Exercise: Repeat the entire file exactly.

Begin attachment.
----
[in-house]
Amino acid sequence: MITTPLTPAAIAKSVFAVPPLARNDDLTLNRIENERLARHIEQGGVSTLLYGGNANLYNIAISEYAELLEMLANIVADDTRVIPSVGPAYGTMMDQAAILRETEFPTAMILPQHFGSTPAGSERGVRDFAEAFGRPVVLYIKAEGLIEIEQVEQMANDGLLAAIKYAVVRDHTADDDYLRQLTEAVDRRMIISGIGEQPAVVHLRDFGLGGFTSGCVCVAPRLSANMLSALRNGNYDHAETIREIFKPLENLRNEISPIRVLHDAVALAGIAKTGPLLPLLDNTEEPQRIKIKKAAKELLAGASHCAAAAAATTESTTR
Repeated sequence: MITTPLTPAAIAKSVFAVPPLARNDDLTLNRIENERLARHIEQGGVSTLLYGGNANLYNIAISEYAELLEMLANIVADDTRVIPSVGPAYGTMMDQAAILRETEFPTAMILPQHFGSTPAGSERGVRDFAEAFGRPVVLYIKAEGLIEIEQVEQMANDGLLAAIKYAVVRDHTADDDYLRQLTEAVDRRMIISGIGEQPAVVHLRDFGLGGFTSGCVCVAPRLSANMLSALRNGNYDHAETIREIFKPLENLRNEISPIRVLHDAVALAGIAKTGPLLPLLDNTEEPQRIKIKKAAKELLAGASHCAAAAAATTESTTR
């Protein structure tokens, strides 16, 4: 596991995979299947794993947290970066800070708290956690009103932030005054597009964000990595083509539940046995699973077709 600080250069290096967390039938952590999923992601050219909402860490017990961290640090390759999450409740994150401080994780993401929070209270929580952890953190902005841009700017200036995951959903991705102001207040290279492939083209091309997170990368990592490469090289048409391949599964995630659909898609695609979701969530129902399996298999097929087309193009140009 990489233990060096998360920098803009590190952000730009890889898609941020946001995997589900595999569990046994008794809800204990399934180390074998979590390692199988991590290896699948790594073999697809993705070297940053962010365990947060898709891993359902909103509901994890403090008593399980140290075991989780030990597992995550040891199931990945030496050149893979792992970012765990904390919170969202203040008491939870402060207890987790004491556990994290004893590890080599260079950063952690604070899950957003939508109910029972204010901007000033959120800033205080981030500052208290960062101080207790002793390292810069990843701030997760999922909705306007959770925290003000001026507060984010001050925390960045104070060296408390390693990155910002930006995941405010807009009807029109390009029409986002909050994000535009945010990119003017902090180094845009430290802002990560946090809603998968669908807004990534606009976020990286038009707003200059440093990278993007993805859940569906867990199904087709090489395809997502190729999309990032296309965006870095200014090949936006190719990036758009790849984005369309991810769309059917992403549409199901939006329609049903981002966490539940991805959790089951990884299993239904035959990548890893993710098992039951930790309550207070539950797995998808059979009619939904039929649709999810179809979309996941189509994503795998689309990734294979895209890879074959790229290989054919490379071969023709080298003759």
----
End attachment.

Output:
[in-house]
Amino acid sequence: MITTPLTPAAIAKSVFAVPPLARNDDLTLNRIENERLARHIEQGGVSTLLYGGNANLYNIAISEYAELLEMLANIVADDTRVIPSVGPAYGTMMDQAAILRETEFPTAMILPQHFGSTPAGSERGVRDFAEAFGRPVVLYIKAEGLIEIEQVEQMANDGLLAAIKYAVVRDHTADDDYLRQLTEAVDRRMIISGIGEQPAVVHLRDFGLGGFTSGCVCVAPRLSANMLSALRNGNYDHAETIREIFKPLENLRNEISPIRVLHDAVALAGIAKTGPLLPLLDNTEEPQRIKIKKAAKELLAGASHCAAAAAATTESTTR
Repeated sequence: MITTPLTPAAIAKSVFAVPPLARNDDLTLNRIENERLARHIEQGGVSTLLYGGNANLYNIAISEYAELLEMLANIVADDTRVIPSVGPAYGTMMDQAAILRETEFPTAMILPQHFGSTPAGSERGVRDFAEAFGRPVVLYIKAEGLIEIEQVEQMANDGLLAAIKYAVVRDHTADDDYLRQLTEAVDRRMIISGIGEQPAVVHLRDFGLGGFTSGCVCVAPRLSANMLSALRNGNYDHAETIREIFKPLENLRNEISPIRVLHDAVALAGIAKTGPLLPLLDNTEEPQRIKIKKAAKELLAGASHCAAAAAATTESTTR
């Protein structure tokens, strides 16, 4: 596991995979299947794993947290970066800070708290956690009103932030005054597009964000990595083509539940046995699973077709 600080250069290096967390039938952590999923992601050219909402860490017990961290640090390759999450409740994150401080994780993401929070209270929580952890953190902005841009700017200036995951959903991705102001207040290279492939083209091309997170990368990592490469090289048409391949599964995630659909898609695609979701969530129902399996298999097929087309193009140009 990489233990060096998360920098803009590190952000730009890889898609941020946001995997589900595999569990046994008794809800204990399934180390074998979590390692199988991590290896699948790594073999697809993705070297940053962010365990947060898709891993359902909103509901994890403090008593399980140290075991989780030990597992995550040891199931990945030496050149893979792992970012765990904390919170969202203040008491939870402060207890987790004491556990994290004893590890080599260079950063952690604070899950957003939508109910029972204010901007000033959120800033205080981030500052208290960062101080207790002793390292810069990843701030997760999922909705306007959770925290003000001026507060984010001050925390960045104070060296408390390693990155910002930006995941405010807009009807029109390009029409986002909050994000535009945010990119003017902090180094845009430290802002990560946090809603998968669908807004990534606009976020990286038009707003200059440093990278993007993805859940569906867990199904087709090489395809997502190729999309990032296309965006870095200014090949936006190719990036758009790849984005369309991810769309059917992403549409199901939006329609049903981002966490539940991805959790089951990884299993239904035959990548890893993710098992039951930790309550207070539950797995998808059979009619939904039929649709999810179809979309996941189509994503795998689309990734294979895209890879074959790229290989054919490379071969023709080298003759």